Their personal experience lends itself to trust at work; clients like knowing they have walked the walk. The pursuit of information expanded their knowledge and built the foundation for the cognitive co-parenting model created by Tricia; it is the core of the programs they offer.


Research continues through the current seven-year, self-reporting survey project that is now in its fourth year based on the question, “Litigation produces a court order and mediation results in an agreement, then what?” Applying the established facts, a simple method was created for parents and stepparents to get on the same page – something that is frequently not the case for unhappy couples.

Every support option offered on-line or at the care center is rooted in advance planning accomplished through the innovative Co-Parenting Care Plan™. Just as mapping vacations before you leave helps one minimize wrong turns, a Co-Parenting Care Plan™ supports the journey of shared-parenting after the break-up through stepfamily formation. Most parents will spend hundreds of dollars celebrating birthdays they plan, but leave out charting course for the fulfillment of their biggest wish – raising healthy, well-adjusted children with the least amount of stress possible. Whether a couple is beginning to lead a family without a shared history, or they have been trying to blend for a while, but need a fresh start, the plans provide a system for conflict reduction and personalized home care 24/7.  

Any co-parenting adult can access no-cost support by reading answers to questions submitted to the on-line, no-cost Q & A column, It’s A Journey, breaking out of archives this June. Questions may be emailed to [email protected].


Specialty, advance planning is available in three ways. First, private enrollment allows a mom, dad, stepparent, or grandparent to accomplish planning at his or her own pace, but not exceeding the standard 16-week enrollment period. The next option is group-rate planning online. The course is uploaded weekly over the enrollment period. The third selection is a one-day, jam-packed course on-site with optional discounts to extend care over 16-weeks.


In all of these Co-Parenting Care Plan™ options, Telecare and an exit review come before the certificate. Among the most innovative of support options, for which a film grant offer has been received, is the print support series written by five writers with different author styles and a unique story focus. A RiChTer BLeNd, Co-Parenting & Stepfamily Chronicles provides insights, tips and expanded reviews from professionals in mediation, mental health and family law for subscribers. Click here [] for story previews at the bottom of the page.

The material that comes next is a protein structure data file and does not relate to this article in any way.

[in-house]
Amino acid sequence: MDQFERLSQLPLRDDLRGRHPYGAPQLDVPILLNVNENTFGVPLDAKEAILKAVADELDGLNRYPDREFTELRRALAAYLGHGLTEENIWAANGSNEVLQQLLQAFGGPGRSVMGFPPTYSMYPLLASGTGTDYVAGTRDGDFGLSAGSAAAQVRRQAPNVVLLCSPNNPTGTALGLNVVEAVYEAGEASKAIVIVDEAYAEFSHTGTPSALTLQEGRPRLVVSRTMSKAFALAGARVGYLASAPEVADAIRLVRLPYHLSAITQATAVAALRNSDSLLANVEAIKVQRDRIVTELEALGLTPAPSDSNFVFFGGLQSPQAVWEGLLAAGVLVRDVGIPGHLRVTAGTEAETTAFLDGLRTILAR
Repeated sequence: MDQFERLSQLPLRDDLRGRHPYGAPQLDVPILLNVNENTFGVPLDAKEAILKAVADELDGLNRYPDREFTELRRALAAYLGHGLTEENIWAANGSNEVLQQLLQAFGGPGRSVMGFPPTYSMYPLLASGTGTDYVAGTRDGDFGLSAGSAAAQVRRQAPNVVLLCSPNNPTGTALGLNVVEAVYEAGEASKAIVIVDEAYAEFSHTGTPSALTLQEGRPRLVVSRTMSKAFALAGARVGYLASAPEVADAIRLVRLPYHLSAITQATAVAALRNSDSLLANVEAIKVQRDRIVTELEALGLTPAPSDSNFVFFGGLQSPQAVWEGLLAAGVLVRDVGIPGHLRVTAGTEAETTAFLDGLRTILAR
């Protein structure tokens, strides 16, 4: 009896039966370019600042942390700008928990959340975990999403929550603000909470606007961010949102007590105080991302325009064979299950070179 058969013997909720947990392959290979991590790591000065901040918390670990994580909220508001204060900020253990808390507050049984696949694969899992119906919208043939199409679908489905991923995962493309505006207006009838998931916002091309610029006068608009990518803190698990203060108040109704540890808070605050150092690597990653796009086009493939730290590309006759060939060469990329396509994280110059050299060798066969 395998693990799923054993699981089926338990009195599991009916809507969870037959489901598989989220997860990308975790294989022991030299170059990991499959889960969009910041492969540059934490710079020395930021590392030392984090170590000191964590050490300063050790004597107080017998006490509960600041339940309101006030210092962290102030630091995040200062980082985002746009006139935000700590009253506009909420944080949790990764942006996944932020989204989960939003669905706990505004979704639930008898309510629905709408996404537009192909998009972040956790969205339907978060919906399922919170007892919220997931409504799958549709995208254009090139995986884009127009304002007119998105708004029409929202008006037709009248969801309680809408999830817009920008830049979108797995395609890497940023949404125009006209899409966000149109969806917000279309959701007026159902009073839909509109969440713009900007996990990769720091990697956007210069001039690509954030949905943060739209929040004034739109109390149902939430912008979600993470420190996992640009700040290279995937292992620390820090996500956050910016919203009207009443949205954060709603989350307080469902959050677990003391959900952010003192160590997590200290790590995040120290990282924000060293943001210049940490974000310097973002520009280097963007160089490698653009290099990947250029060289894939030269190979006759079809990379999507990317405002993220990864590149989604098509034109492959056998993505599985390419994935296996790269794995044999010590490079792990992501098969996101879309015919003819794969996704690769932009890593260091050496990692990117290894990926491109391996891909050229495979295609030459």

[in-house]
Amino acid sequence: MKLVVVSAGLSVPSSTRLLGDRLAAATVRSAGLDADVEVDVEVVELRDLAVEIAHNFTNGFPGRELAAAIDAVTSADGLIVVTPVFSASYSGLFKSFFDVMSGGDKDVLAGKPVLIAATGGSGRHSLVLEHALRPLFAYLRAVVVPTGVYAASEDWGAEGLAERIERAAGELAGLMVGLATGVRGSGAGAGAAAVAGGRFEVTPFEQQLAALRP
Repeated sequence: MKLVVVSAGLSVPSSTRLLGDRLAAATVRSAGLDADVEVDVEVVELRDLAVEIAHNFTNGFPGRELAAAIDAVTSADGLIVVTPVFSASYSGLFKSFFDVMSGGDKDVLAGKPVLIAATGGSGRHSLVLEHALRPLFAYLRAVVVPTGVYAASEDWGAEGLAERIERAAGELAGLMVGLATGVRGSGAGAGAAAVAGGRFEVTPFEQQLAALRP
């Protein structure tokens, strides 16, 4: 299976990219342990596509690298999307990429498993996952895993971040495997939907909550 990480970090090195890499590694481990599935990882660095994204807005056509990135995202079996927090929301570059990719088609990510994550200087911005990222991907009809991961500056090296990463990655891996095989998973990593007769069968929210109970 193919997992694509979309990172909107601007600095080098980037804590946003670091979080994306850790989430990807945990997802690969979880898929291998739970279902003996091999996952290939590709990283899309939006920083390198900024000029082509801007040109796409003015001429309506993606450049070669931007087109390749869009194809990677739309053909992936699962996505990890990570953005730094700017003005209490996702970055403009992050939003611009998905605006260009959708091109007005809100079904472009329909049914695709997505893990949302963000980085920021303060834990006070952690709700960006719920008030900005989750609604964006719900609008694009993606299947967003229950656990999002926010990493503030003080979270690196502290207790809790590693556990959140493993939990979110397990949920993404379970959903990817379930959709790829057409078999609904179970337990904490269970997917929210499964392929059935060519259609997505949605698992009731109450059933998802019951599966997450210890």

Stepfamily Systems Co-Parenting Center completed a nonprofit leadership and mentoring program that made them eligible to apply for a grant from CAP Riverside. Today, they have their 501c3 nonprofit paperwork in process and have won the Lingafelter grant. These funds help grassroots organizations pay non-reoccurring, start-up, administrative expenses. Qualifications for funding included: 1) maximum feasible participation of the poor; 2) strong agency capacity that leverages community resources and secures private and public sector grants; and 3) innovative programs. As a result, they have expanded their research project through a site-based, school program launching this fall.

Call the office for more information about any of these innovative programs and support with an entertaining twist! 951.684.2187


Overcoming recall issues related to organic brain stress caused from multiple head traumas, Tricia possesses 90 hours mediation training – 40 of those earned through Mosten Mediation, Los Angeles, an ABA-approved program (1998), and has earned certifications in mediation for H. R. managers (UC Irvine, Ext.), Philanthropy & Development (La Sierra University School of Business), and Small Business Ownership (SBA – American Women’s Economic Development program). She has had a part in mentoring over 5,000 men and women since her first course’s presentation in 1990. Rich is active in business development, holds his degree in marketing from Santa Clara University, and has mediation training through the CAP Riverside program.

The Stepfamily Challenge

Thursday, February 28, 2013

by Gloria Lintermans

As a step and biological Mom, and the author of a book on stepfamilies which included not only my own experience, but research with stepfamily authorities and other stepfamilies, I am aware, all too often, of the high rate of divorce among these families.

One reason is that there are no understood guidelines for these families. Society tends to apply the rules of first marriages, while ignoring the complexities of stepfamilies.

A little clarification: In a stepfamily the child(ren) is of one co-parent; in a blended family, there are children from both co-parents; yet, virtually all family members have recently experienced a primary relationship loss.

The Landmines

Three potential problem areas are: Financial burdens, Role ambiguity, and the Children’s Negative Feelings when they don’t want the new family to “work.”